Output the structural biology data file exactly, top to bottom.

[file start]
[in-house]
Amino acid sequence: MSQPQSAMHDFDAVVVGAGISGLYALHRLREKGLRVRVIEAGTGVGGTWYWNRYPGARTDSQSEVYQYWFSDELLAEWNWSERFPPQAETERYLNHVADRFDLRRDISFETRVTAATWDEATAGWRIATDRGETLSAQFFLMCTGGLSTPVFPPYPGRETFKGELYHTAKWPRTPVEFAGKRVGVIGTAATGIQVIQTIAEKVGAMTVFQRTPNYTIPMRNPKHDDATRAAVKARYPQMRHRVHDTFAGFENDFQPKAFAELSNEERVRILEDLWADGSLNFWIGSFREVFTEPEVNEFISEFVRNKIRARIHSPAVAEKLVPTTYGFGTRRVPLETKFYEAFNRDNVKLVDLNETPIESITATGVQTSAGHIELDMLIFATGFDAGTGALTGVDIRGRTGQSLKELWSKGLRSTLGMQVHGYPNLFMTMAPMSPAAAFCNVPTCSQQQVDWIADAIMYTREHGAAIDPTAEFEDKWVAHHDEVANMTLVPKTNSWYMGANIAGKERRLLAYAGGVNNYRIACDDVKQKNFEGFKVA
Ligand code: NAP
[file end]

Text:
[in-house]
Amino acid sequence: MSQPQSAMHDFDAVVVGAGISGLYALHRLREKGLRVRVIEAGTGVGGTWYWNRYPGARTDSQSEVYQYWFSDELLAEWNWSERFPPQAETERYLNHVADRFDLRRDISFETRVTAATWDEATAGWRIATDRGETLSAQFFLMCTGGLSTPVFPPYPGRETFKGELYHTAKWPRTPVEFAGKRVGVIGTAATGIQVIQTIAEKVGAMTVFQRTPNYTIPMRNPKHDDATRAAVKARYPQMRHRVHDTFAGFENDFQPKAFAELSNEERVRILEDLWADGSLNFWIGSFREVFTEPEVNEFISEFVRNKIRARIHSPAVAEKLVPTTYGFGTRRVPLETKFYEAFNRDNVKLVDLNETPIESITATGVQTSAGHIELDMLIFATGFDAGTGALTGVDIRGRTGQSLKELWSKGLRSTLGMQVHGYPNLFMTMAPMSPAAAFCNVPTCSQQQVDWIADAIMYTREHGAAIDPTAEFEDKWVAHHDEVANMTLVPKTNSWYMGANIAGKERRLLAYAGGVNNYRIACDDVKQKNFEGFKVA
Ligand code: NAP